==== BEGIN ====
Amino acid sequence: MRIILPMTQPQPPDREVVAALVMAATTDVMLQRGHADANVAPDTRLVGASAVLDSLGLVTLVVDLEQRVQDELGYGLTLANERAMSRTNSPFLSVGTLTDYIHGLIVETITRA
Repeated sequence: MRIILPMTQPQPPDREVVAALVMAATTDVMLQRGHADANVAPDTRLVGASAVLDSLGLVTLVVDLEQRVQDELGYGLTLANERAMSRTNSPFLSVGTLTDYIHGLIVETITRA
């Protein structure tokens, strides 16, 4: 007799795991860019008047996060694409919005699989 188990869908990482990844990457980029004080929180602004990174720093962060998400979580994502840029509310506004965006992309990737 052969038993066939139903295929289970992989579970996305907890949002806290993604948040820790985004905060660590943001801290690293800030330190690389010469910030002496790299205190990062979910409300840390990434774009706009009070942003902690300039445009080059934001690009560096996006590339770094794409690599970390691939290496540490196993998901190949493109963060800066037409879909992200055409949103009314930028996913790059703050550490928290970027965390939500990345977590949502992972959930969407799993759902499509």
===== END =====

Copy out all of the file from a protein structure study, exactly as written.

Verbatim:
Amino acid sequence: MRIILPMTQPQPPDREVVAALVMAATTDVMLQRGHADANVAPDTRLVGASAVLDSLGLVTLVVDLEQRVQDELGYGLTLANERAMSRTNSPFLSVGTLTDYIHGLIVETITRA
Repeated sequence: MRIILPMTQPQPPDREVVAALVMAATTDVMLQRGHADANVAPDTRLVGASAVLDSLGLVTLVVDLEQRVQDELGYGLTLANERAMSRTNSPFLSVGTLTDYIHGLIVETITRA
């Protein structure tokens, strides 16, 4: 007799795991860019008047996060694409919005699989 188990869908990482990844990457980029004080929180602004990174720093962060998400979580994502840029509310506004965006992309990737 052969038993066939139903295929289970992989579970996305907890949002806290993604948040820790985004905060660590943001801290690293800030330190690389010469910030002496790299205190990062979910409300840390990434774009706009009070942003902690300039445009080059934001690009560096996006590339770094794409690599970390691939290496540490196993998901190949493109963060800066037409879909992200055409949103009314930028996913790059703050550490928290970027965390939500990345977590949502992972959930969407799993759902499509």